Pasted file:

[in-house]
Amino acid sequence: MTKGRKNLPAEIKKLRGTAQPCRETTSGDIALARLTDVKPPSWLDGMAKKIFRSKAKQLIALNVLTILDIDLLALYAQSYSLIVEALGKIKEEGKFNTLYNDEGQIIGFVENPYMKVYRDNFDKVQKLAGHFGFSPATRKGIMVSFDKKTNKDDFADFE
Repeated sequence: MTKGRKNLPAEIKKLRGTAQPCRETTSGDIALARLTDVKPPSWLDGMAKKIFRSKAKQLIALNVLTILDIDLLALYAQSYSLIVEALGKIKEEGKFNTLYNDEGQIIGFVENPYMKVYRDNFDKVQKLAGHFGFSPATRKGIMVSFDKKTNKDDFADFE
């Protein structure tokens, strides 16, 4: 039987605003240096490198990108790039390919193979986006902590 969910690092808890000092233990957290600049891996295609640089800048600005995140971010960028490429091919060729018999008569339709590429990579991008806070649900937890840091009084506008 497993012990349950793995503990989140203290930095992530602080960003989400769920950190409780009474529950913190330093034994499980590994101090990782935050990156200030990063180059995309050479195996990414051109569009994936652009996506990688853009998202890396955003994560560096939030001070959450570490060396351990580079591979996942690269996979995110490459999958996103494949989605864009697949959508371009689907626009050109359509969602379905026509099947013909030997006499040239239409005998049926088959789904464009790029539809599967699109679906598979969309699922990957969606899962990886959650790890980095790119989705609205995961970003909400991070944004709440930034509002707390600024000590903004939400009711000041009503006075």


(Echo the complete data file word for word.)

[in-house]
Amino acid sequence: MTKGRKNLPAEIKKLRGTAQPCRETTSGDIALARLTDVKPPSWLDGMAKKIFRSKAKQLIALNVLTILDIDLLALYAQSYSLIVEALGKIKEEGKFNTLYNDEGQIIGFVENPYMKVYRDNFDKVQKLAGHFGFSPATRKGIMVSFDKKTNKDDFADFE
Repeated sequence: MTKGRKNLPAEIKKLRGTAQPCRETTSGDIALARLTDVKPPSWLDGMAKKIFRSKAKQLIALNVLTILDIDLLALYAQSYSLIVEALGKIKEEGKFNTLYNDEGQIIGFVENPYMKVYRDNFDKVQKLAGHFGFSPATRKGIMVSFDKKTNKDDFADFE
């Protein structure tokens, strides 16, 4: 039987605003240096490198990108790039390919193979986006902590 969910690092808890000092233990957290600049891996295609640089800048600005995140971010960028490429091919060729018999008569339709590429990579991008806070649900937890840091009084506008 497993012990349950793995503990989140203290930095992530602080960003989400769920950190409780009474529950913190330093034994499980590994101090990782935050990156200030990063180059995309050479195996990414051109569009994936652009996506990688853009998202890396955003994560560096939030001070959450570490060396351990580079591979996942690269996979995110490459999958996103494949989605864009697949959508371009689907626009050109359509969602379905026509099947013909030997006499040239239409005998049926088959789904464009790029539809599967699109679906598979969309699922990957969606899962990886959650790890980095790119989705609205995961970003909400991070944004709440930034509002707390600024000590903004939400009711000041009503006075």